As I was saying …

OSHA's win is safety's loss

The U.S. Court of Appeals for the 7th Circuit, Chicago, dismissed NRCA's petition for review of the Occupational Safety and Health Administration's (OSHA's) new fall-protection standard, concluding OSHA acted within its discretionary authority when it rescinded a "temporary rule" negotiated in 1995.

This means contractors now will have to provide safety nets, guardrails or personal fall-arrest systems for any project where the roof slope is 4:12 (18 degrees) or greater and potential for falls is 6 feet or greater (with exceptions allowed in limited circumstances).

Recently, I've had the opportunity to meet with numerous residential roofing contractors and have yet to find one who ever has used a safety net for a residential project. And only a small handful have used guardrails, so the effect of the new rule—which will be enforced beginning June 16—is we'll be tying off our workers.

There are, unfortunately, two other effects of the new rule.

The first is unprofessional contractors simply will not use fall protection. Many fail to use it now, and their competitive advantage only will increase when the new rule takes effect—especially with regard to reroofing and repair projects. OSHA's limited amount of data regarding residential fall protection indicates virtually all falls from roofs have occurred when no fall protection was used. Imposing more complicated—and expensive—rules just makes it more tempting to cheat and puts more workers at risk.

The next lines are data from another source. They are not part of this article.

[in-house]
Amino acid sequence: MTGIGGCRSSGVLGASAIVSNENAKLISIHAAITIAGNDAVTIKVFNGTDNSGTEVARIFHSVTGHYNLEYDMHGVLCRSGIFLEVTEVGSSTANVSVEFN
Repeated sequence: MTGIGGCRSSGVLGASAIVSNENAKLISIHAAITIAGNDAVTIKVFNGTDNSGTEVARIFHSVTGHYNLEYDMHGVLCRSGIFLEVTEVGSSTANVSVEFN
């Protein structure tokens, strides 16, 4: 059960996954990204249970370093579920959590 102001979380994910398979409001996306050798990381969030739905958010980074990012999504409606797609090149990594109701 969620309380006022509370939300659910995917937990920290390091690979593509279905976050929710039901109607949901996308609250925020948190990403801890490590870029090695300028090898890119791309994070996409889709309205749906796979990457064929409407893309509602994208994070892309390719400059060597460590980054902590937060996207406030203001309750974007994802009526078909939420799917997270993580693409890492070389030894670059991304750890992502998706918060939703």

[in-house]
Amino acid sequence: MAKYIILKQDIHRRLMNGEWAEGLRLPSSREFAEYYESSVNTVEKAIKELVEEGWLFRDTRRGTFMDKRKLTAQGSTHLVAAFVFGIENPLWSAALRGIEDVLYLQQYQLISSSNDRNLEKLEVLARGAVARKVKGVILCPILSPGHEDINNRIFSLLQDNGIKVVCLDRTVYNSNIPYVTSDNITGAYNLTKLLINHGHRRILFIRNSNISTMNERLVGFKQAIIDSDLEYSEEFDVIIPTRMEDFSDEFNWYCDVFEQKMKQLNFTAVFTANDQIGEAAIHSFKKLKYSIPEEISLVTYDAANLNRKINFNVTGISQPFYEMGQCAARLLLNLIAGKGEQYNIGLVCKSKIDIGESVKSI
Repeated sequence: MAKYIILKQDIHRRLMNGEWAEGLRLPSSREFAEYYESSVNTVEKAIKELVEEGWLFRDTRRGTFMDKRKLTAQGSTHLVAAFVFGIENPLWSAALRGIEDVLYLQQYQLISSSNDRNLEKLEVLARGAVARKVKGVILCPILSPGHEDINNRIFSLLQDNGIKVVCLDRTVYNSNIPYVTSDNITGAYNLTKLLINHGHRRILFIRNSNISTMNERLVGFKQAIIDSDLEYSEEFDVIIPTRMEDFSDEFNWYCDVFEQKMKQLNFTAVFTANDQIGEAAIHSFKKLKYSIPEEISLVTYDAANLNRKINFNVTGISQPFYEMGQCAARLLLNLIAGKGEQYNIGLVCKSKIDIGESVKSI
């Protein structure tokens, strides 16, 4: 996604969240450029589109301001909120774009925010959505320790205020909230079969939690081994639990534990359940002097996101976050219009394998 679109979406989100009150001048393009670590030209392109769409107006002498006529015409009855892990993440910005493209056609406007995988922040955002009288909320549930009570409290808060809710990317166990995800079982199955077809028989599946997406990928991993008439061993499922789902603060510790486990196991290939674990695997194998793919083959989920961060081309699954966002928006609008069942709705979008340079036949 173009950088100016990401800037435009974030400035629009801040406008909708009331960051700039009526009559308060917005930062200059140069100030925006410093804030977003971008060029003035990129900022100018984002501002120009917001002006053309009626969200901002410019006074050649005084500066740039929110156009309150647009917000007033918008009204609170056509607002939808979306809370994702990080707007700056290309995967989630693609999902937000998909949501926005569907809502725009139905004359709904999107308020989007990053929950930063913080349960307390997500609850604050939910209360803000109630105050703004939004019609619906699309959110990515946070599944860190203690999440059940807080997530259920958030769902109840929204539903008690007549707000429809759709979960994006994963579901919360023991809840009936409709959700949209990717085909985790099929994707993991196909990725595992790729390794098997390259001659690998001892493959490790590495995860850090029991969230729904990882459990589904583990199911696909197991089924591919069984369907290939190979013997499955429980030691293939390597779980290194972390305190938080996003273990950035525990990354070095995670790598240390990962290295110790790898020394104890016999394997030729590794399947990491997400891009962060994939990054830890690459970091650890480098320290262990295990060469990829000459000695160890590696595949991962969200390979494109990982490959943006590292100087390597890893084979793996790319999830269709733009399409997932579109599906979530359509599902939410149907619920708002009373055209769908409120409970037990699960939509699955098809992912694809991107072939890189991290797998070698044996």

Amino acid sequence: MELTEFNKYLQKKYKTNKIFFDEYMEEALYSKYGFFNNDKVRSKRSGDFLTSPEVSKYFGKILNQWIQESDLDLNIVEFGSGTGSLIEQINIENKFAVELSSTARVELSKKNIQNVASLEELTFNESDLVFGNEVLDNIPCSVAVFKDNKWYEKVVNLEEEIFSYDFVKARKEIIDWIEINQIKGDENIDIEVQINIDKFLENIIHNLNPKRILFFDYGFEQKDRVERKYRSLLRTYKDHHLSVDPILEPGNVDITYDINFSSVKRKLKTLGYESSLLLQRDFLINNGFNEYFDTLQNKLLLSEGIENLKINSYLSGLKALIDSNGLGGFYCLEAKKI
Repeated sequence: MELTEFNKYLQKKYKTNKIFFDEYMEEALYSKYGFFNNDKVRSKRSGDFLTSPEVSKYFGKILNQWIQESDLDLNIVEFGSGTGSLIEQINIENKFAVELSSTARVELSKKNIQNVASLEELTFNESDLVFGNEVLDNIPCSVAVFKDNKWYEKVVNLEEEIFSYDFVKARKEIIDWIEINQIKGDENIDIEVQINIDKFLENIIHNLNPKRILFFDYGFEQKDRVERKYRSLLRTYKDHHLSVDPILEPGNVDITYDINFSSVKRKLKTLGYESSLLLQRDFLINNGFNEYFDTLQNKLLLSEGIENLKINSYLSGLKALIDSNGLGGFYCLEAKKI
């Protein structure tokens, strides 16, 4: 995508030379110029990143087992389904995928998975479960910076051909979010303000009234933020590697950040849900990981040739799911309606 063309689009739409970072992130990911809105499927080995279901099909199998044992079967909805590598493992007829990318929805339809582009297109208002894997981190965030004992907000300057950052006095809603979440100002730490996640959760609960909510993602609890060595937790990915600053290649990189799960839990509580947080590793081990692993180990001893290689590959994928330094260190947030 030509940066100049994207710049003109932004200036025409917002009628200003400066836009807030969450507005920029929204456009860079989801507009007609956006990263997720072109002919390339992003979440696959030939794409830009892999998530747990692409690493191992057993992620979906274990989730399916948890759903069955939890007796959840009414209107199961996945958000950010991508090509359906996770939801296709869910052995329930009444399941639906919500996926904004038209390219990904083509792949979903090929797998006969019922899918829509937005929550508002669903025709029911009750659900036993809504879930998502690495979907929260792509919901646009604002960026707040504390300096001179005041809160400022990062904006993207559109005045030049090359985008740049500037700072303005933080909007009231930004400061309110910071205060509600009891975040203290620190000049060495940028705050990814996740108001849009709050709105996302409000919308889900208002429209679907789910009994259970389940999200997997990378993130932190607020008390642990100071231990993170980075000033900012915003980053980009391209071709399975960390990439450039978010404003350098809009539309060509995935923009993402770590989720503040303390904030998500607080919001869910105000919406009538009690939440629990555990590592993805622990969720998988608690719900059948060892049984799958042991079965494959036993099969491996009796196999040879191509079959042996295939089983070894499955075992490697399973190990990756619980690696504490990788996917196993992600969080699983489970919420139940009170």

The second, more troubling effect is people will get hurt. A survey NRCA conducted in 2010 demonstrated we will be facing a host of new tripping hazards; anchoring to structures that may not be able to withstand a 5,000-pound load; and asking workers to climb to a ridge to secure a personal fall-arrest system so they can repair a leak caused by, say, an ice dam at an eave.

When OSHA announced the new fall-protection rule in December 2010, it promised to conduct extensive "outreach and training" to help contractors comply. For the most part—except for some Web-based information that applies solely to new construction—we're still waiting for OSHA to fulfill that promise. OSHA doesn't understand that some 80 percent of our industry's work is repair and replacement and its new one-size-fits-all rule will be a nightmare for roofing contractors.

It will be more important than ever for NRCA members—and all Professional Roofing readers—to share with us their experiences with the new rule and OSHA's enforcement of it. Obviously, we want our members to comply with the law, but we also want our industry's workers to go home safely at night. It's a shame when those two objectives aren't on parallel tracks.

Bill Good is NRCA's executive vice president.


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